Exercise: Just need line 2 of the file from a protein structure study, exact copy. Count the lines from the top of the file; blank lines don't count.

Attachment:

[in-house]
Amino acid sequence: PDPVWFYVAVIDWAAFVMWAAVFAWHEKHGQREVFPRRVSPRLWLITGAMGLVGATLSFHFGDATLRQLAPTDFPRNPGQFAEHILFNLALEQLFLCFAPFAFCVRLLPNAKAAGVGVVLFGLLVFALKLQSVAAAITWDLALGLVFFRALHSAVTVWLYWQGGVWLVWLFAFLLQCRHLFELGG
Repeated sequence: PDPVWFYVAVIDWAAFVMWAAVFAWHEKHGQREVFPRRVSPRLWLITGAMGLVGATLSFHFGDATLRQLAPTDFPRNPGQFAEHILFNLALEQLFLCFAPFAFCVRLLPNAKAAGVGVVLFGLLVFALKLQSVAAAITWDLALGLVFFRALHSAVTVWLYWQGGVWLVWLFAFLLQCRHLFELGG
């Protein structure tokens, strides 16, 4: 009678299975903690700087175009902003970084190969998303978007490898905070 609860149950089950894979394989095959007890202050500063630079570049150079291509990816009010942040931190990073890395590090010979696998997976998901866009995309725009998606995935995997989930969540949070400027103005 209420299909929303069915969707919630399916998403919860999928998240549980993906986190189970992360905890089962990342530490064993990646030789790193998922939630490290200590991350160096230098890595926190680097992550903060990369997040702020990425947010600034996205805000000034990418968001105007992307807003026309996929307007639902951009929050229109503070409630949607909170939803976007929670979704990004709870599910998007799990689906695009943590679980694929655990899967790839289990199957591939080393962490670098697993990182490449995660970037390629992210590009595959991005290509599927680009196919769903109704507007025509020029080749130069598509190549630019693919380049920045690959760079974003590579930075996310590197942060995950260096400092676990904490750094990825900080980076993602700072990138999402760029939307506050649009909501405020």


Amino acid sequence: PDPVWFYVAVIDWAAFVMWAAVFAWHEKHGQREVFPRRVSPRLWLITGAMGLVGATLSFHFGDATLRQLAPTDFPRNPGQFAEHILFNLALEQLFLCFAPFAFCVRLLPNAKAAGVGVVLFGLLVFALKLQSVAAAITWDLALGLVFFRALHSAVTVWLYWQGGVWLVWLFAFLLQCRHLFELGG